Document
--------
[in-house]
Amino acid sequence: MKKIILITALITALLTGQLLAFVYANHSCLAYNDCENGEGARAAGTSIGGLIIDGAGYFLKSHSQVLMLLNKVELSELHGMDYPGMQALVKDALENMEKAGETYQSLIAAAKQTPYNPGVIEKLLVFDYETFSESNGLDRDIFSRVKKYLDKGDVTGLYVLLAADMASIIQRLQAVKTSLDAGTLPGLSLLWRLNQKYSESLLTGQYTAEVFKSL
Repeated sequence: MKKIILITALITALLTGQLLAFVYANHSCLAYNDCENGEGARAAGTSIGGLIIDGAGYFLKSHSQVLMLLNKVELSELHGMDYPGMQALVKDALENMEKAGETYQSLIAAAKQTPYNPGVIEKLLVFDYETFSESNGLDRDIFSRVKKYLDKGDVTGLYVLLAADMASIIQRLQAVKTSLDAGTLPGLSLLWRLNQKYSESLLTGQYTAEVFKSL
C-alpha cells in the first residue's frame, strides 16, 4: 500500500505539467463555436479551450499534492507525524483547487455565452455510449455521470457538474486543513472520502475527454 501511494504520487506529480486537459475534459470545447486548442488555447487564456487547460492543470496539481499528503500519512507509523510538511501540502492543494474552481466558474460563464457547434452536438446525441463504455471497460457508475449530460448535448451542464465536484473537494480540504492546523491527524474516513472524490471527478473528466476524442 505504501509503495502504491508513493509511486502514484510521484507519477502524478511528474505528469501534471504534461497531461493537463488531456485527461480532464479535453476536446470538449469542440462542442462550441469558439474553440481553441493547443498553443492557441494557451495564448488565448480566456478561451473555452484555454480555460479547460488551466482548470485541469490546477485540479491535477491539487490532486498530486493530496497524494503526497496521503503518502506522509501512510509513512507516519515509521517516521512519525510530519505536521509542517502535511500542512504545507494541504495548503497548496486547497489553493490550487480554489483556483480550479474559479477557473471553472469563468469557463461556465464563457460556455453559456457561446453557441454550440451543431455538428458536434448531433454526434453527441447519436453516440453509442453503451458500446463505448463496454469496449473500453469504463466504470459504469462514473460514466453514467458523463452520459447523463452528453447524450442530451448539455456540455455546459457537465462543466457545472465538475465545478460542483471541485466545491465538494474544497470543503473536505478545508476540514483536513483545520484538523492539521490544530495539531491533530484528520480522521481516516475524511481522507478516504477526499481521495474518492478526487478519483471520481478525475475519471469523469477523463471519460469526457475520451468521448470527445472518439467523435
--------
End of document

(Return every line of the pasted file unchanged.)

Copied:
[in-house]
Amino acid sequence: MKKIILITALITALLTGQLLAFVYANHSCLAYNDCENGEGARAAGTSIGGLIIDGAGYFLKSHSQVLMLLNKVELSELHGMDYPGMQALVKDALENMEKAGETYQSLIAAAKQTPYNPGVIEKLLVFDYETFSESNGLDRDIFSRVKKYLDKGDVTGLYVLLAADMASIIQRLQAVKTSLDAGTLPGLSLLWRLNQKYSESLLTGQYTAEVFKSL
Repeated sequence: MKKIILITALITALLTGQLLAFVYANHSCLAYNDCENGEGARAAGTSIGGLIIDGAGYFLKSHSQVLMLLNKVELSELHGMDYPGMQALVKDALENMEKAGETYQSLIAAAKQTPYNPGVIEKLLVFDYETFSESNGLDRDIFSRVKKYLDKGDVTGLYVLLAADMASIIQRLQAVKTSLDAGTLPGLSLLWRLNQKYSESLLTGQYTAEVFKSL
C-alpha cells in the first residue's frame, strides 16, 4: 500500500505539467463555436479551450499534492507525524483547487455565452455510449455521470457538474486543513472520502475527454 501511494504520487506529480486537459475534459470545447486548442488555447487564456487547460492543470496539481499528503500519512507509523510538511501540502492543494474552481466558474460563464457547434452536438446525441463504455471497460457508475449530460448535448451542464465536484473537494480540504492546523491527524474516513472524490471527478473528466476524442 505504501509503495502504491508513493509511486502514484510521484507519477502524478511528474505528469501534471504534461497531461493537463488531456485527461480532464479535453476536446470538449469542440462542442462550441469558439474553440481553441493547443498553443492557441494557451495564448488565448480566456478561451473555452484555454480555460479547460488551466482548470485541469490546477485540479491535477491539487490532486498530486493530496497524494503526497496521503503518502506522509501512510509513512507516519515509521517516521512519525510530519505536521509542517502535511500542512504545507494541504495548503497548496486547497489553493490550487480554489483556483480550479474559479477557473471553472469563468469557463461556465464563457460556455453559456457561446453557441454550440451543431455538428458536434448531433454526434453527441447519436453516440453509442453503451458500446463505448463496454469496449473500453469504463466504470459504469462514473460514466453514467458523463452520459447523463452528453447524450442530451448539455456540455455546459457537465462543466457545472465538475465545478460542483471541485466545491465538494474544497470543503473536505478545508476540514483536513483545520484538523492539521490544530495539531491533530484528520480522521481516516475524511481522507478516504477526499481521495474518492478526487478519483471520481478525475475519471469523469477523463471519460469526457475520451468521448470527445472518439467523435